Eating, Sleeping, Waiting, and Playing Review
Audio Rocket Review
Can music change society?
The French group AIR is not your typical Electronica band, and so it is only fitting that Mike Mills, a graphic designer who is not typically a film director, should be the one to make the concert documentary of their successful 1998 world tour. The movie is shot on Digital Video with meticulous attention paid to detail in a deep and resonating black and white photography that makes the Radiohead concert flick, "Making Friends is Easy," look like a rough draft waiting to be finished.
The film follows the French duo, Nicolas Godin and Jean-Benoit Dunckel, along with their colorful touring band (including a hilariously candid bass player who can also regularly be seen performing with Beck), in and out of New York, London, and finally, the bands hometown territory in Paris.
How has music changed your perception of yourself?
Not only a concert bio pic, but a sort of tongue in cheek look at society at large, the film poses a series of questions to a recurring group of random "people on the street" that the filmmaker selects in each city. By the end of the hour-long piece, the audience is familiar enough with these initially superfluous characters to the point where they dont seem so extraneous at all, as this cast of completely diverse "real" people end up narrating the film. In a way, these sociological portraits end up setting the stage for when Mills actually does get to a concert scene. Their answers put AIRS sold-out performances into a cultural context that illustrates how random it is to be successful in such a world with almost no consensus, regardless of how complex or inane the topic might be.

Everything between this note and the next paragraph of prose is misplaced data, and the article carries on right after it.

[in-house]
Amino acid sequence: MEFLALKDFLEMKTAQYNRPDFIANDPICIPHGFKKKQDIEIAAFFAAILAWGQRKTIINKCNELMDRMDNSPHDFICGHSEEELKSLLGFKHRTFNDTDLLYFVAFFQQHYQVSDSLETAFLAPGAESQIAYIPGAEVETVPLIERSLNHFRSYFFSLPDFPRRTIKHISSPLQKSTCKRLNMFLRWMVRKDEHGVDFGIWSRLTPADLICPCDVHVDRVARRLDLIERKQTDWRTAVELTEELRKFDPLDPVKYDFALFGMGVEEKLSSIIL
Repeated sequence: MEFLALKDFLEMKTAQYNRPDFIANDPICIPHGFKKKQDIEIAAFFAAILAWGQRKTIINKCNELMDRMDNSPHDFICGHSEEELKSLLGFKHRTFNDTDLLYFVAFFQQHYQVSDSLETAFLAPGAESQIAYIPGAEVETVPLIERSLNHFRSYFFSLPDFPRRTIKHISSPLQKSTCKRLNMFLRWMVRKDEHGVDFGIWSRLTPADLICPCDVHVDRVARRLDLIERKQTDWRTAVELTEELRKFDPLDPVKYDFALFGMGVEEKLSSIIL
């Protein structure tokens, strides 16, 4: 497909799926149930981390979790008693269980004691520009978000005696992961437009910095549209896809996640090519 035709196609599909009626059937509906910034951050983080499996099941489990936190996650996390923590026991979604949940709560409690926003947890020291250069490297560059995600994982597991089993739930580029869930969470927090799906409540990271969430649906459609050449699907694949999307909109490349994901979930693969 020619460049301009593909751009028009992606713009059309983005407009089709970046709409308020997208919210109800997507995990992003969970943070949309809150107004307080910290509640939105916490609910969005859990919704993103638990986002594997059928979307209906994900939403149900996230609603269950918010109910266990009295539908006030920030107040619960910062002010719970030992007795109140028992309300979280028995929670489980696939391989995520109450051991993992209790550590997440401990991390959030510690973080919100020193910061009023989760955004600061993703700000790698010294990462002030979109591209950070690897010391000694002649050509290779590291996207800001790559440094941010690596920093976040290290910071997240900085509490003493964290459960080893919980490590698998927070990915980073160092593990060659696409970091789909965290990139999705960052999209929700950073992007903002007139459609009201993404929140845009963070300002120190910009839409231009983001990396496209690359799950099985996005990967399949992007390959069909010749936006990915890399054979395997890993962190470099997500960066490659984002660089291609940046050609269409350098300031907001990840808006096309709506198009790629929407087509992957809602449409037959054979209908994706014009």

What do you think of McDonalds?
The films sense of humor is the invisible character we are never introduced to by name; its presence comes across in the films self-awareness that the director creates through camerawork and structure. In one scene, Nicolas and Jean are attending one of their press junkets while in London. In a biting and merciless attack on the press, Mills gives us a seemingly endless series of really awful questions from various British reporters and then never dignifies them with waiting for any of the bands responses. The result is getting to really feel the range of emotions, from discomfort, to hilarity, to frustration, that the band members are clearly going through. It is apparent that its as hard for them to keep a straight face as it is for the audience to watch this scene without laughing about it.
Is it important to make money?
The music of AIR has been described as ambient, lounge, disco, pop, kitsch, and soundtrack music, to only name a few. Hard to categorize, one of the band members touring with the duo sums it up as "really intense and well-produced elevator musicand I mean that as a good thing." Mills uses the uncategorizable ethereal tunes to highlight and temper the mood of this somewhat uncategorizable documentary. Whether you are a fan of AIR or not, Eating, Sleeping, Waiting, & Playing is enjoyable as a piece of innovative concert filmmaking. It will be available on DVD and VHS on November 16th.